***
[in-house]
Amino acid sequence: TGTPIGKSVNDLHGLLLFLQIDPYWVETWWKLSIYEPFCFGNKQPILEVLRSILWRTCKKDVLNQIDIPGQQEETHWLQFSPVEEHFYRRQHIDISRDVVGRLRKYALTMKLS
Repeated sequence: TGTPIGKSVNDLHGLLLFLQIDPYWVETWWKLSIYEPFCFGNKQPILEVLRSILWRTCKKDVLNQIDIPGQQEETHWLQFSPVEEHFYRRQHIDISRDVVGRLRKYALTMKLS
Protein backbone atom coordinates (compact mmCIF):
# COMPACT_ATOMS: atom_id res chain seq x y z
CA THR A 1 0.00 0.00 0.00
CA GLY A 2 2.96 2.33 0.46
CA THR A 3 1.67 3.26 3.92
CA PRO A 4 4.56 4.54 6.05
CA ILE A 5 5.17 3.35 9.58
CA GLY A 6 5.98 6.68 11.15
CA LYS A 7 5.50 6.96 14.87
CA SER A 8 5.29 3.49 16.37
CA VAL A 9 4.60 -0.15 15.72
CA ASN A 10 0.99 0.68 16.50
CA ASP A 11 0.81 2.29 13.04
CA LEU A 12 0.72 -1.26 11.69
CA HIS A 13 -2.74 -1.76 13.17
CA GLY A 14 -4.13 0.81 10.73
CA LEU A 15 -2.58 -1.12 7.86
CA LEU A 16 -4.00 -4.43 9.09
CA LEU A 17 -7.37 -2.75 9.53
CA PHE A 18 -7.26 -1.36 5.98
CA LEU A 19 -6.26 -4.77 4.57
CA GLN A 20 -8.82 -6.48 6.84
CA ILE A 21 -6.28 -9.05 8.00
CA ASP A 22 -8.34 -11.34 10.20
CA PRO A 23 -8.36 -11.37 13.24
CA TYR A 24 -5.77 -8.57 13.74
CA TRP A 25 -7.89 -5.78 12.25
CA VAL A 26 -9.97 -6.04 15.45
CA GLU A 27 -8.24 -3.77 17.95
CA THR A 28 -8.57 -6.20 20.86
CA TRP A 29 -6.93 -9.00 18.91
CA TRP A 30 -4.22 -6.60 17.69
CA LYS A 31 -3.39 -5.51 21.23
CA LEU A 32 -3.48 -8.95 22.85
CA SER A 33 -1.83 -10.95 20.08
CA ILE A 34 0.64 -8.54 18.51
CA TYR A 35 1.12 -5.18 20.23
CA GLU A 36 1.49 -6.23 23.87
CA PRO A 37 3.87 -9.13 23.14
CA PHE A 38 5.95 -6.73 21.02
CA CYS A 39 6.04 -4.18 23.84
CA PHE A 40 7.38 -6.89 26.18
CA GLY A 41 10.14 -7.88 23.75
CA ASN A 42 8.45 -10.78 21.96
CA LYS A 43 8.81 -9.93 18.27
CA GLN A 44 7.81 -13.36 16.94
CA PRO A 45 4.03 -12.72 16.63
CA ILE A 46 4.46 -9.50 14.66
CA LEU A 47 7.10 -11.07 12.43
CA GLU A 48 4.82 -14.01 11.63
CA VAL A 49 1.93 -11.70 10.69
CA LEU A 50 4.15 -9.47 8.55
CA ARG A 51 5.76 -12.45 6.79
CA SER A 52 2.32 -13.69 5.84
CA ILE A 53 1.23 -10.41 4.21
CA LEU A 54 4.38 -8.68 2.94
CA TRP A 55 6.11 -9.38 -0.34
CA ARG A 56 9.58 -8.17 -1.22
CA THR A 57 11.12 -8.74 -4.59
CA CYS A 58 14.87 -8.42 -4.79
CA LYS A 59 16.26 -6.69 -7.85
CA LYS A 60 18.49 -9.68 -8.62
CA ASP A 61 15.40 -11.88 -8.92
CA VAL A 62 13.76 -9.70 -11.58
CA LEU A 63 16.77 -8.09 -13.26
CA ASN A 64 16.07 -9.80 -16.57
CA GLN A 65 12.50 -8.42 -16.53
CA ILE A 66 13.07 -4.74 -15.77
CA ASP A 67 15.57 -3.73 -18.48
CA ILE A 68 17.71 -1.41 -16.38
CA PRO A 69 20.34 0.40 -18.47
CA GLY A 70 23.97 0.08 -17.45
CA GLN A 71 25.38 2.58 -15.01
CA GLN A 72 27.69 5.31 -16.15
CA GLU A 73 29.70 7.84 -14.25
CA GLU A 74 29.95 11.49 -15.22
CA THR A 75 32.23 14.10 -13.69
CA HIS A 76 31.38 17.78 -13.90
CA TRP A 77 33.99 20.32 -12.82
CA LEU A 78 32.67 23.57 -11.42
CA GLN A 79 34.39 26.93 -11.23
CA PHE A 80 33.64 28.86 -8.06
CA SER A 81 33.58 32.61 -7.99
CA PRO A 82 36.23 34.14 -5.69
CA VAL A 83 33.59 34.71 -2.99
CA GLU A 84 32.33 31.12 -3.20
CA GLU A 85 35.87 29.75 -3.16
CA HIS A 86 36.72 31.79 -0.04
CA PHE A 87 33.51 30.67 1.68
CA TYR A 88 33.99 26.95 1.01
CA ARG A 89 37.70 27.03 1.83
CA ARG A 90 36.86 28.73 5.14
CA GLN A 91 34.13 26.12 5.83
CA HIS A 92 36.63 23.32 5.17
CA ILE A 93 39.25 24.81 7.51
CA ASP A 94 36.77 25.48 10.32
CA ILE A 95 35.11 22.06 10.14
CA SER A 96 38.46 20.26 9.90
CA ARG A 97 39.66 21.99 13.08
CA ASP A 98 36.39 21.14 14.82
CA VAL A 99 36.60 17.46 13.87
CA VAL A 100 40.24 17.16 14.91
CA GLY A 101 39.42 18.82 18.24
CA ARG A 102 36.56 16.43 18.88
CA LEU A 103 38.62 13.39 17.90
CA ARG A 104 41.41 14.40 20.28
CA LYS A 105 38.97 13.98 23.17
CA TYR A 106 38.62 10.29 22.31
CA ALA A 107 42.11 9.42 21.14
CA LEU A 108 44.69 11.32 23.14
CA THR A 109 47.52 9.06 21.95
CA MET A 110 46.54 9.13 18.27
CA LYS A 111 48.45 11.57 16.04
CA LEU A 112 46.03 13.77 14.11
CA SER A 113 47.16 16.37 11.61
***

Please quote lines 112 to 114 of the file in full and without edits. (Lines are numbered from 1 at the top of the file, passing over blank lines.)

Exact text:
CA ALA A 107 42.11 9.42 21.14
CA LEU A 108 44.69 11.32 23.14
CA THR A 109 47.52 9.06 21.95